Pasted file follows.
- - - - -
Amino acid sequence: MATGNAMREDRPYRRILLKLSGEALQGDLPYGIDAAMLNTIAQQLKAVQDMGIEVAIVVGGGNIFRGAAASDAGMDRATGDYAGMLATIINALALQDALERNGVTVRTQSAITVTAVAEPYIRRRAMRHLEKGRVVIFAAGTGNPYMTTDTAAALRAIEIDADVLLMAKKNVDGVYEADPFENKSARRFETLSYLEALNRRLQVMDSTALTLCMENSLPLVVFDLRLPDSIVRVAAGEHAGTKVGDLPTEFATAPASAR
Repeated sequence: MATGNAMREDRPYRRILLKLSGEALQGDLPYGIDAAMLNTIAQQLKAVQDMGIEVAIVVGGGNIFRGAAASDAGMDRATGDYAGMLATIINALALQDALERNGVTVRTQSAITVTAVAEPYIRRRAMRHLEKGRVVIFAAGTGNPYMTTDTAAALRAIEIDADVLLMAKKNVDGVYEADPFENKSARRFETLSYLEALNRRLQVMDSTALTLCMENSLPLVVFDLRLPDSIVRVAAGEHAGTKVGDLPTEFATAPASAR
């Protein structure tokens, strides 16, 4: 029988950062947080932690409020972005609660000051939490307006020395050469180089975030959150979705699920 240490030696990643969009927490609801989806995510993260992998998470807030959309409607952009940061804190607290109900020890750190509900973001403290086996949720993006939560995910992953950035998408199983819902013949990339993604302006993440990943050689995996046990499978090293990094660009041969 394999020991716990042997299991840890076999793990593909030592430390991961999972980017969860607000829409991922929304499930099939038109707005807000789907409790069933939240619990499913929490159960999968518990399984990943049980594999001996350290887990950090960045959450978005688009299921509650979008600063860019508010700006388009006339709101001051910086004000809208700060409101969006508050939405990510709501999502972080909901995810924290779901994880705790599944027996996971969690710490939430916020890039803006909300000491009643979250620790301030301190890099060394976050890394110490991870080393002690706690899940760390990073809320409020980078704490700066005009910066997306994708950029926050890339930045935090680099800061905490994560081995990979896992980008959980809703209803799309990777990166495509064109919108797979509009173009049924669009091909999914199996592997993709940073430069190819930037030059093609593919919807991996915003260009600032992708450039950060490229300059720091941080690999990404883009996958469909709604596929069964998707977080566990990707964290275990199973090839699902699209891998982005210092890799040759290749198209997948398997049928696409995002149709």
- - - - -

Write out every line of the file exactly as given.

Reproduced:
Amino acid sequence: MATGNAMREDRPYRRILLKLSGEALQGDLPYGIDAAMLNTIAQQLKAVQDMGIEVAIVVGGGNIFRGAAASDAGMDRATGDYAGMLATIINALALQDALERNGVTVRTQSAITVTAVAEPYIRRRAMRHLEKGRVVIFAAGTGNPYMTTDTAAALRAIEIDADVLLMAKKNVDGVYEADPFENKSARRFETLSYLEALNRRLQVMDSTALTLCMENSLPLVVFDLRLPDSIVRVAAGEHAGTKVGDLPTEFATAPASAR
Repeated sequence: MATGNAMREDRPYRRILLKLSGEALQGDLPYGIDAAMLNTIAQQLKAVQDMGIEVAIVVGGGNIFRGAAASDAGMDRATGDYAGMLATIINALALQDALERNGVTVRTQSAITVTAVAEPYIRRRAMRHLEKGRVVIFAAGTGNPYMTTDTAAALRAIEIDADVLLMAKKNVDGVYEADPFENKSARRFETLSYLEALNRRLQVMDSTALTLCMENSLPLVVFDLRLPDSIVRVAAGEHAGTKVGDLPTEFATAPASAR
């Protein structure tokens, strides 16, 4: 029988950062947080932690409020972005609660000051939490307006020395050469180089975030959150979705699920 240490030696990643969009927490609801989806995510993260992998998470807030959309409607952009940061804190607290109900020890750190509900973001403290086996949720993006939560995910992953950035998408199983819902013949990339993604302006993440990943050689995996046990499978090293990094660009041969 394999020991716990042997299991840890076999793990593909030592430390991961999972980017969860607000829409991922929304499930099939038109707005807000789907409790069933939240619990499913929490159960999968518990399984990943049980594999001996350290887990950090960045959450978005688009299921509650979008600063860019508010700006388009006339709101001051910086004000809208700060409101969006508050939405990510709501999502972080909901995810924290779901994880705790599944027996996971969690710490939430916020890039803006909300000491009643979250620790301030301190890099060394976050890394110490991870080393002690706690899940760390990073809320409020980078704490700066005009910066997306994708950029926050890339930045935090680099800061905490994560081995990979896992980008959980809703209803799309990777990166495509064109919108797979509009173009049924669009091909999914199996592997993709940073430069190819930037030059093609593919919807991996915003260009600032992708450039950060490229300059720091941080690999990404883009996958469909709604596929069964998707977080566990990707964290275990199973090839699902699209891998982005210092890799040759290749198209997948398997049928696409995002149709």